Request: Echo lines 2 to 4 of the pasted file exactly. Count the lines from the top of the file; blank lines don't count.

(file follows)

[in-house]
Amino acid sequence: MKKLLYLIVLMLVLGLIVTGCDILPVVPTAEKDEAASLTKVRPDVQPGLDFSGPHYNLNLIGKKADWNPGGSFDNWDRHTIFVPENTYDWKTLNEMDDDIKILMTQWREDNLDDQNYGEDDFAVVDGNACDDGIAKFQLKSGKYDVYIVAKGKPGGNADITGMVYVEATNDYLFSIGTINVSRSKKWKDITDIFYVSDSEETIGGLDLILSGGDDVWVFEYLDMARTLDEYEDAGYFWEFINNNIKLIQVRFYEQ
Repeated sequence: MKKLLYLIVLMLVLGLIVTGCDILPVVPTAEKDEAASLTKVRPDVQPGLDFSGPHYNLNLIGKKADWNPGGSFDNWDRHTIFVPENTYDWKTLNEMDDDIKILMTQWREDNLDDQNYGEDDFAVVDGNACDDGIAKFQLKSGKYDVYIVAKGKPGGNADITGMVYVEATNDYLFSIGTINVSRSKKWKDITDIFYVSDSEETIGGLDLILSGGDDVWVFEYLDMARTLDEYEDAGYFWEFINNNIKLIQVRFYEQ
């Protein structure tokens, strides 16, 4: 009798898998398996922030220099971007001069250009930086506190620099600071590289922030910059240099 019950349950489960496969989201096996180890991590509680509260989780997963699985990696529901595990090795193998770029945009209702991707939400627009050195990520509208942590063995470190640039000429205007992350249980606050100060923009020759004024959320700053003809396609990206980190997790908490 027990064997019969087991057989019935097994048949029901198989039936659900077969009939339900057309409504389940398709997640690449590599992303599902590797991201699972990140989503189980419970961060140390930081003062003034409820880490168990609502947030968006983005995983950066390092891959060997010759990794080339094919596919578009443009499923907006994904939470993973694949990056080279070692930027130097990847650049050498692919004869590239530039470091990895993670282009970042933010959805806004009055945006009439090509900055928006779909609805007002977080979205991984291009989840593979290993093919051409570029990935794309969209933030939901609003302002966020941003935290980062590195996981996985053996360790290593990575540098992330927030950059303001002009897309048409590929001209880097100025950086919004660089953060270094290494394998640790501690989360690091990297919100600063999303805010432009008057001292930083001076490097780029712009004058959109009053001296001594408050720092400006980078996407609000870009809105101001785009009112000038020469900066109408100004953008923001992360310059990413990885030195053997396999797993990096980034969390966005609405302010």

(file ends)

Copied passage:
Amino acid sequence: MKKLLYLIVLMLVLGLIVTGCDILPVVPTAEKDEAASLTKVRPDVQPGLDFSGPHYNLNLIGKKADWNPGGSFDNWDRHTIFVPENTYDWKTLNEMDDDIKILMTQWREDNLDDQNYGEDDFAVVDGNACDDGIAKFQLKSGKYDVYIVAKGKPGGNADITGMVYVEATNDYLFSIGTINVSRSKKWKDITDIFYVSDSEETIGGLDLILSGGDDVWVFEYLDMARTLDEYEDAGYFWEFINNNIKLIQVRFYEQ
Repeated sequence: MKKLLYLIVLMLVLGLIVTGCDILPVVPTAEKDEAASLTKVRPDVQPGLDFSGPHYNLNLIGKKADWNPGGSFDNWDRHTIFVPENTYDWKTLNEMDDDIKILMTQWREDNLDDQNYGEDDFAVVDGNACDDGIAKFQLKSGKYDVYIVAKGKPGGNADITGMVYVEATNDYLFSIGTINVSRSKKWKDITDIFYVSDSEETIGGLDLILSGGDDVWVFEYLDMARTLDEYEDAGYFWEFINNNIKLIQVRFYEQ
């Protein structure tokens, strides 16, 4: 009798898998398996922030220099971007001069250009930086506190620099600071590289922030910059240099 019950349950489960496969989201096996180890991590509680509260989780997963699985990696529901595990090795193998770029945009209702991707939400627009050195990520509208942590063995470190640039000429205007992350249980606050100060923009020759004024959320700053003809396609990206980190997790908490 027990064997019969087991057989019935097994048949029901198989039936659900077969009939339900057309409504389940398709997640690449590599992303599902590797991201699972990140989503189980419970961060140390930081003062003034409820880490168990609502947030968006983005995983950066390092891959060997010759990794080339094919596919578009443009499923907006994904939470993973694949990056080279070692930027130097990847650049050498692919004869590239530039470091990895993670282009970042933010959805806004009055945006009439090509900055928006779909609805007002977080979205991984291009989840593979290993093919051409570029990935794309969209933030939901609003302002966020941003935290980062590195996981996985053996360790290593990575540098992330927030950059303001002009897309048409590929001209880097100025950086919004660089953060270094290494394998640790501690989360690091990297919100600063999303805010432009008057001292930083001076490097780029712009004058959109009053001296001594408050720092400006980078996407609000870009809105101001785009009112000038020469900066109408100004953008923001992360310059990413990885030195053997396999797993990096980034969390966005609405302010």